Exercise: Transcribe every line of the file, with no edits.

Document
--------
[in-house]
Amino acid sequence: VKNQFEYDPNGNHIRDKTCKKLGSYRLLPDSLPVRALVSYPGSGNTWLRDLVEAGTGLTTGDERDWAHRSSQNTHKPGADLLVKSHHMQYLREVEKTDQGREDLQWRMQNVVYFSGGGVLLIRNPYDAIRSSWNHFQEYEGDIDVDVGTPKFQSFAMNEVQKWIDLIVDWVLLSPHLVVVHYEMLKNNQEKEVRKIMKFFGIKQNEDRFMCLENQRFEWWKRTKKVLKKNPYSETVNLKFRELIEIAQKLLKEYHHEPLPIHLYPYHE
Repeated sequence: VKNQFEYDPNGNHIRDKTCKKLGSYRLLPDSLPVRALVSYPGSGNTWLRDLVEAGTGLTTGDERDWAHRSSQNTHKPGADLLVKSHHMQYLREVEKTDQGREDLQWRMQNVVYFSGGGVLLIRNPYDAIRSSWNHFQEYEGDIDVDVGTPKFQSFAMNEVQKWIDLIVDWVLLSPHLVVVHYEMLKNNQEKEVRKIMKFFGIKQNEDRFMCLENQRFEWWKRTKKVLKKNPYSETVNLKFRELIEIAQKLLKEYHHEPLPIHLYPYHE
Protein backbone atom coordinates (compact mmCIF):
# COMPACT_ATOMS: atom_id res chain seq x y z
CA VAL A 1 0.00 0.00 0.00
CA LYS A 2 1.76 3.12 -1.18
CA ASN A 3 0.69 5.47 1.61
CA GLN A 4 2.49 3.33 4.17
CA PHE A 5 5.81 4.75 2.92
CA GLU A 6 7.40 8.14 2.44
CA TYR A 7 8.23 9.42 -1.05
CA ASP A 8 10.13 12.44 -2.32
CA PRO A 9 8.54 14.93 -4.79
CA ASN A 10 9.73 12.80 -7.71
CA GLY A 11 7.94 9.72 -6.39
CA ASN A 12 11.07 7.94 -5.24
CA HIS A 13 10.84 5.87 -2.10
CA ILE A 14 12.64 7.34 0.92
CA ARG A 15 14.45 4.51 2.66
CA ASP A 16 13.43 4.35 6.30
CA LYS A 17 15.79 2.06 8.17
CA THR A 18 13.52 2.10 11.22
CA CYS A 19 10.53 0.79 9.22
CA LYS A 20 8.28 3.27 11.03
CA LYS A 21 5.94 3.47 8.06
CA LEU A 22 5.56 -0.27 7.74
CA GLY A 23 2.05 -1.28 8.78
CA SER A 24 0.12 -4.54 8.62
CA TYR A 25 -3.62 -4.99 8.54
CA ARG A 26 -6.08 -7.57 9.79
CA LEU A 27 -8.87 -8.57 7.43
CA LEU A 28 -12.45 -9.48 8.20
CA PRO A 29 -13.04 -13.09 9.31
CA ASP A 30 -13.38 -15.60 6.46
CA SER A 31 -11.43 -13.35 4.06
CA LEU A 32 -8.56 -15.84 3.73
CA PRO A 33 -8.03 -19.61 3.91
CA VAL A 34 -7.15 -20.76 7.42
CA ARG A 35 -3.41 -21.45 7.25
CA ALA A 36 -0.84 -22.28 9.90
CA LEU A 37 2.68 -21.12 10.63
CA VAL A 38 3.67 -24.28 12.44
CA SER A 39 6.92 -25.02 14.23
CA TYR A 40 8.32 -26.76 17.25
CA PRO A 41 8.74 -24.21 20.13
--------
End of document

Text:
[in-house]
Amino acid sequence: VKNQFEYDPNGNHIRDKTCKKLGSYRLLPDSLPVRALVSYPGSGNTWLRDLVEAGTGLTTGDERDWAHRSSQNTHKPGADLLVKSHHMQYLREVEKTDQGREDLQWRMQNVVYFSGGGVLLIRNPYDAIRSSWNHFQEYEGDIDVDVGTPKFQSFAMNEVQKWIDLIVDWVLLSPHLVVVHYEMLKNNQEKEVRKIMKFFGIKQNEDRFMCLENQRFEWWKRTKKVLKKNPYSETVNLKFRELIEIAQKLLKEYHHEPLPIHLYPYHE
Repeated sequence: VKNQFEYDPNGNHIRDKTCKKLGSYRLLPDSLPVRALVSYPGSGNTWLRDLVEAGTGLTTGDERDWAHRSSQNTHKPGADLLVKSHHMQYLREVEKTDQGREDLQWRMQNVVYFSGGGVLLIRNPYDAIRSSWNHFQEYEGDIDVDVGTPKFQSFAMNEVQKWIDLIVDWVLLSPHLVVVHYEMLKNNQEKEVRKIMKFFGIKQNEDRFMCLENQRFEWWKRTKKVLKKNPYSETVNLKFRELIEIAQKLLKEYHHEPLPIHLYPYHE
Protein backbone atom coordinates (compact mmCIF):
# COMPACT_ATOMS: atom_id res chain seq x y z
CA VAL A 1 0.00 0.00 0.00
CA LYS A 2 1.76 3.12 -1.18
CA ASN A 3 0.69 5.47 1.61
CA GLN A 4 2.49 3.33 4.17
CA PHE A 5 5.81 4.75 2.92
CA GLU A 6 7.40 8.14 2.44
CA TYR A 7 8.23 9.42 -1.05
CA ASP A 8 10.13 12.44 -2.32
CA PRO A 9 8.54 14.93 -4.79
CA ASN A 10 9.73 12.80 -7.71
CA GLY A 11 7.94 9.72 -6.39
CA ASN A 12 11.07 7.94 -5.24
CA HIS A 13 10.84 5.87 -2.10
CA ILE A 14 12.64 7.34 0.92
CA ARG A 15 14.45 4.51 2.66
CA ASP A 16 13.43 4.35 6.30
CA LYS A 17 15.79 2.06 8.17
CA THR A 18 13.52 2.10 11.22
CA CYS A 19 10.53 0.79 9.22
CA LYS A 20 8.28 3.27 11.03
CA LYS A 21 5.94 3.47 8.06
CA LEU A 22 5.56 -0.27 7.74
CA GLY A 23 2.05 -1.28 8.78
CA SER A 24 0.12 -4.54 8.62
CA TYR A 25 -3.62 -4.99 8.54
CA ARG A 26 -6.08 -7.57 9.79
CA LEU A 27 -8.87 -8.57 7.43
CA LEU A 28 -12.45 -9.48 8.20
CA PRO A 29 -13.04 -13.09 9.31
CA ASP A 30 -13.38 -15.60 6.46
CA SER A 31 -11.43 -13.35 4.06
CA LEU A 32 -8.56 -15.84 3.73
CA PRO A 33 -8.03 -19.61 3.91
CA VAL A 34 -7.15 -20.76 7.42
CA ARG A 35 -3.41 -21.45 7.25
CA ALA A 36 -0.84 -22.28 9.90
CA LEU A 37 2.68 -21.12 10.63
CA VAL A 38 3.67 -24.28 12.44
CA SER A 39 6.92 -25.02 14.23
CA TYR A 40 8.32 -26.76 17.25
CA PRO A 41 8.74 -24.21 20.13